Even if you think the United States has become largely secular, the effects of these previously over-powering beliefs still remains. If a young woman goes to a doctor in this country to seek sterilization, says the movie, she may be encouraged or required to go to counseling first. “You may want to have children some day,” is the mindset of medical professionals, showing a bias toward childbirth. If you tell people that you do not wish to have children or if you remain childless late in life, society deems you crazy or uncaring. Meanwhile, “nobody says a word if you have three kids”. Or eight. Or nineteen. Instead, these people are made celebrities – and in the case of the Duggar clan, admired for their family values. Maybe they’re laughed at by some or mocked, but society will never scold them.

So the movie’s answer to this is to raise the status of women the world over. Stop thinking of women as baby-making machinery and give them an education. Educated women tend to have fewer children, and they also tend to begin having children later in life. This education, paired with equality of the sexes, will slow population growth by granting women more opportunities and a greater say in the way that their bodies and lives are run. As the movie provides this suggestion, the music rises in a triumphant way to really make it clear that you the viewer should agree with the conclusion being presented. This is the music of success, therefore the only way to succeed is to take the lead by encouraging your womenfolk to throw off their chains and go to college. I don’t deny that increased sexual equality would be a massively positive shift for humanity, but it seems like Mother only wants to treat one symptom. Though it says it’s breaking taboo barriers, the film could have gone one better and gotten to the root of the problem: what needs to be eradicated most urgently is not just the inequality of the sexes, but the religious belief that it derives from. If women are having ten babies because they’re leaving the decision up to God, there’s only so much prevention you can do by teaching them economics; what you need to do is remove their belief in God.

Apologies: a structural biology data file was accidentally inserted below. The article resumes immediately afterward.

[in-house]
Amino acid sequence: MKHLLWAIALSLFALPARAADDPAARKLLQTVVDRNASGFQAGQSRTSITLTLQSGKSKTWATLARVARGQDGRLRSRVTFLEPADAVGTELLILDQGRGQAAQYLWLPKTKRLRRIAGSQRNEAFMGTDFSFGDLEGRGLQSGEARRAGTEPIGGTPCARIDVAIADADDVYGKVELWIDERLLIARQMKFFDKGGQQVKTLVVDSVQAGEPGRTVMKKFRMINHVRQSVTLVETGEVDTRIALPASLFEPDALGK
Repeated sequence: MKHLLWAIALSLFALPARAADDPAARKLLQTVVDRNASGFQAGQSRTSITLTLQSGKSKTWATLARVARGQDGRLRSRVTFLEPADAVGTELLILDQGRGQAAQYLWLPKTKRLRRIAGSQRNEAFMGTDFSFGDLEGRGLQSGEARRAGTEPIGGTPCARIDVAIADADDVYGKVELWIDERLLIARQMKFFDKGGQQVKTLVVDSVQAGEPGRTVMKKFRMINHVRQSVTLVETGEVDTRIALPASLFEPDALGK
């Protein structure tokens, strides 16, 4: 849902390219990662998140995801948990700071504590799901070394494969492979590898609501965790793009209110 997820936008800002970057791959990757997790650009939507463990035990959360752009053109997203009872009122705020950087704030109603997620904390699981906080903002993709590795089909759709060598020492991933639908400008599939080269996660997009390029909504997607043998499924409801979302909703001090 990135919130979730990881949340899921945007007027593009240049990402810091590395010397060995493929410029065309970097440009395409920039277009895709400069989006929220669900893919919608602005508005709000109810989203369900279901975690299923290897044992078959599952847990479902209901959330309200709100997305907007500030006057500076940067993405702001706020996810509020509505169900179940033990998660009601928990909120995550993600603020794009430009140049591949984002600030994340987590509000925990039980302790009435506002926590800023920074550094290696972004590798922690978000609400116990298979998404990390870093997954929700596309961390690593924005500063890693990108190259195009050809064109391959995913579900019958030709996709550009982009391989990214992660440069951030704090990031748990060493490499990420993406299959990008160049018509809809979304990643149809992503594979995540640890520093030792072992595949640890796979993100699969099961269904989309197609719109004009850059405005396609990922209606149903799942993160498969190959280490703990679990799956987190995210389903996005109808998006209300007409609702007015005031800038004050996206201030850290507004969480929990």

But this too ignores the other pressing issue, which the film brings up then forgets about entirely. Will raising the status of women worldwide stop technological advancement? Will it somehow create in humanity a new attitude toward the planet and its resources? It seems unlikely, and eradicating religion will not solve this problem either. Mother has ideas about how to curb the number of new people entering the world, but it has little to say for those already here, whose life expectancy is two or three times that of the same person a century ago. It’s the immigration debate played out on a global scale. Maybe we can put up a fence at the border, but we can’t simply grant the current population amnesty. Perhaps it’s best to think of the film less as a movie about over-population which suggests sexual equality, and more as a film about sexual equality which shrouds the issue in over-population.

Yes, Mother is a chilling and intriguing film. But as a position piece, it doesn’t fully understand what it hopes to accomplish, or have any real ideas on how it can be done.